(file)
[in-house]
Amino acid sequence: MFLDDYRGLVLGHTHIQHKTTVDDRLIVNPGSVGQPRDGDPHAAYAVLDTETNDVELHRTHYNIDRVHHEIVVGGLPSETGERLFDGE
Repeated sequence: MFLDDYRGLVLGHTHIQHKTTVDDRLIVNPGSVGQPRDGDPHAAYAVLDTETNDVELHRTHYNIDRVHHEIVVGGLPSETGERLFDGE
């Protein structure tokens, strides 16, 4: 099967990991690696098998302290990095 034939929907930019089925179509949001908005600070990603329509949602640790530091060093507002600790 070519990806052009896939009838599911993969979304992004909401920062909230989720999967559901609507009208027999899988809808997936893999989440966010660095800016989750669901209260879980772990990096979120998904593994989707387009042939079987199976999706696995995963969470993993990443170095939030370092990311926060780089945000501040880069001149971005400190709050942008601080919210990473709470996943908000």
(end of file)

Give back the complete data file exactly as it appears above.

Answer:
[in-house]
Amino acid sequence: MFLDDYRGLVLGHTHIQHKTTVDDRLIVNPGSVGQPRDGDPHAAYAVLDTETNDVELHRTHYNIDRVHHEIVVGGLPSETGERLFDGE
Repeated sequence: MFLDDYRGLVLGHTHIQHKTTVDDRLIVNPGSVGQPRDGDPHAAYAVLDTETNDVELHRTHYNIDRVHHEIVVGGLPSETGERLFDGE
């Protein structure tokens, strides 16, 4: 099967990991690696098998302290990095 034939929907930019089925179509949001908005600070990603329509949602640790530091060093507002600790 070519990806052009896939009838599911993969979304992004909401920062909230989720999967559901609507009208027999899988809808997936893999989440966010660095800016989750669901209260879980772990990096979120998904593994989707387009042939079987199976999706696995995963969470993993990443170095939030370092990311926060780089945000501040880069001149971005400190709050942008601080919210990473709470996943908000």